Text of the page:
How Often do Brwers Dump Beer

Reads 3564 • Replies 33 • Started Wednesday, April 13, 2016 12:44:36 PM CT

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beers 4705 º places 276 º 12:44 Wed 4/13/2016

How often do breweries need to dump wort or fermented beer? It can be due to mistakes, infections, space issues, or some other miscellaneous reasons.

Anyone have knowledge or experience?

beers 4705 º places 276 º 12:45 Wed 4/13/2016

damn typo!

beers 11868 º places 491 º 12:56 Wed 4/13/2016

I thought it was an excuse to come up with expensive sour aged IRS. One-off wonders using the best of local flora or one size fits all solution, do a barrel aged version.

beers 3198 º places 93 º 13:16 Wed 4/13/2016

Can’t imagine. Was up at Victory,s new brewery a little while back and they were lettin a goodly amount go down the drain. Kinda brought a tear to my eyes. Lotsa beer lost there!

beers 1592 º places 63 º 13:17 Wed 4/13/2016

Wonder how many brewers just rename an every day beer when it isn’t quite up to par.

beers 8025 º places 322 º 13:19 Wed 4/13/2016

Questions like these are why it’s fun to buy a couple beers for pro brewers--get them tipsy enough to tell ya goofy shit about life in the brewhouse.

beers 2996 º places 156 º 13:23 Wed 4/13/2016

Worked at the brewery I am at for 5 years. We have dumped 3 batches since I have been here. So maybe the average for us will be something like 1 batch every 2 years? For reference we do about 200 brews per year. So 1/400 is one-fourth of one percent. Still never good to dump product, but as for total liquid losses, we are losing about 7% of finished beer on our small scale bottling line, so there are definitely other bigger concerns as long as we aren’t dumping product due to infection/quality issues.

The one most recently (only a couple months ago) was due to a milling issue where a cellarman used caramunich in place of munich malt for a dunkel. Suffice to say, 40% cara malt was not going to taste much like a dunkel. Wort was dumped before it left the brewhouse.

The other two were simultaneous about 3 years ago. During some brewhouse renovations a piece of tubing was used for temporary hot water storage that was not approved for potable water. This led to a very strong phenolic plastic aroma/flavor leeched into our hot water. The batches went to the fermenters but were dumped before packaging.

beers 2996 º places 156 º 13:31 Wed 4/13/2016

Originally posted by sloth
Can’t imagine. Was up at Victory,s new brewery a little while back and they were lettin a goodly amount go down the drain. Kinda brought a tear to my eyes. Lotsa beer lost there!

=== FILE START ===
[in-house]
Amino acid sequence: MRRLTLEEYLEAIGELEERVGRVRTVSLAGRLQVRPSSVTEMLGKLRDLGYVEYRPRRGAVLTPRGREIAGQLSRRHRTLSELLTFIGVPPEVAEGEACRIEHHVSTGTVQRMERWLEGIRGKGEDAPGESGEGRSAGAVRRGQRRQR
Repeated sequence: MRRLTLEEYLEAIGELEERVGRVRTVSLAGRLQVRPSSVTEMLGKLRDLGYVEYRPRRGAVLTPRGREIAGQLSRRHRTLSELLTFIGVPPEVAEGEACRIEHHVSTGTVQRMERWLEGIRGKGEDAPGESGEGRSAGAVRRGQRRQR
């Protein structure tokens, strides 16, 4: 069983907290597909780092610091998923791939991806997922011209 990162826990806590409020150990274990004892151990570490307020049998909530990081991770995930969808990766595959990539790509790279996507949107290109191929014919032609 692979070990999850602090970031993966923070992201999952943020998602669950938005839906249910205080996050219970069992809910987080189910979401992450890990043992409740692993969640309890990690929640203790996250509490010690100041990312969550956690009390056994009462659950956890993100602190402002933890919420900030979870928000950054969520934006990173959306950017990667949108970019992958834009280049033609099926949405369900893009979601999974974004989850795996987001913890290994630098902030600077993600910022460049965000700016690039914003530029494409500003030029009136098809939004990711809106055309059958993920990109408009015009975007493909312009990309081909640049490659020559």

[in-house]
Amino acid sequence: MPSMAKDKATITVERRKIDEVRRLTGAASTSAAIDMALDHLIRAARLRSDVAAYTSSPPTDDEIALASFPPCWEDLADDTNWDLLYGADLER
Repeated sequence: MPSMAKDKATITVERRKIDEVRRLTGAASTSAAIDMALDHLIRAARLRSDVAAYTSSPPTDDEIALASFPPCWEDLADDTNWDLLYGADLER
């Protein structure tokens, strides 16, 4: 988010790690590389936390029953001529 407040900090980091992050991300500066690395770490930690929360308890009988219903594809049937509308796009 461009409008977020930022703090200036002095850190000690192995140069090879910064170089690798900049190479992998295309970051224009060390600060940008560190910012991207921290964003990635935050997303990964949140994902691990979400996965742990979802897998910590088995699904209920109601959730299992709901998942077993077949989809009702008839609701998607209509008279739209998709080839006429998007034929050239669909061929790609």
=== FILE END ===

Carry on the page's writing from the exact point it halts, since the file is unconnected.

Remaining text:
Oh and if we’re just talking about normal product losses from regular operations. Still lots. You lose wort between the kettle and fermenter, you lose beer between the fermenter and brite tank, you lose beer between the brite tank and the package, and you lose beer between the package and the customer.

And it all scales, so if we make 1,000bbls of tax paid beer each year, we might have produced 1200+bbls of wort in our brewhouse. And if some other brewery produced 100,000bbls per year, they might dump more beer than we make in a year. And on it goes, up to the millions of barrels that places like AB make. You can bet their guys know the exact loss targets though a lot better than the small places do.

beers 9493 º places 1576 º 13:33 Wed 4/13/2016
beers 619 º places 117 º 13:42 Wed 4/13/2016

In my short experience in the pro brewing world, I never saw a batch dump, and it had only happened once in any employee’s memory as far as i could gather. Something about a bird getting loose in the brewhouse and then suddenly disappearing...

I worked in packaging for a summer at another MUCH larger brewery. I don’t know what went on in the brewhouse, but I know huge amounts of finished bottles would be chucked just because the labels were a little crooked or didn’t have enough glue on them. They were on the verge of rolling out a system that extract energy from the ethanol in the waste beer to help power the brewery.

So the answer is it depends a lot.

beers 7396 º places 281 º 13:57 Wed 4/13/2016

Any ’not as expected beer (especially infected gone wild)’ should be renamed and sold as brew. That is, as long as it is not detrimental to the digestive process.